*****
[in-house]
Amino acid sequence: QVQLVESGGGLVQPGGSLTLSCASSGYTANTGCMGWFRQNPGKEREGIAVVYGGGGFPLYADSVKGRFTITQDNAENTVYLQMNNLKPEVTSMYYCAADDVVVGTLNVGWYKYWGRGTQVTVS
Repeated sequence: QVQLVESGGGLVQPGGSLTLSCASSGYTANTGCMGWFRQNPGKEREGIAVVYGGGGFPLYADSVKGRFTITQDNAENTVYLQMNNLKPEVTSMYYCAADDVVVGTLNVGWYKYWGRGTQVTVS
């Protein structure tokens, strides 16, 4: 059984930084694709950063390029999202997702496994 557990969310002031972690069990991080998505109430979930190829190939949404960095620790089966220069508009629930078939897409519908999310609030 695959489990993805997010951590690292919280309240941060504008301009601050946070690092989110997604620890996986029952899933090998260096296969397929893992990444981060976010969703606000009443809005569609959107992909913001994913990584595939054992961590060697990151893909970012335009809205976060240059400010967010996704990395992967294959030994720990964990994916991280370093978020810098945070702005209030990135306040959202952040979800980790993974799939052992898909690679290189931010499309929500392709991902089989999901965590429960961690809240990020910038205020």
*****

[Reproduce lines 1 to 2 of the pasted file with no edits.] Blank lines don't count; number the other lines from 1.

[in-house]
Amino acid sequence: QVQLVESGGGLVQPGGSLTLSCASSGYTANTGCMGWFRQNPGKEREGIAVVYGGGGFPLYADSVKGRFTITQDNAENTVYLQMNNLKPEVTSMYYCAADDVVVGTLNVGWYKYWGRGTQVTVS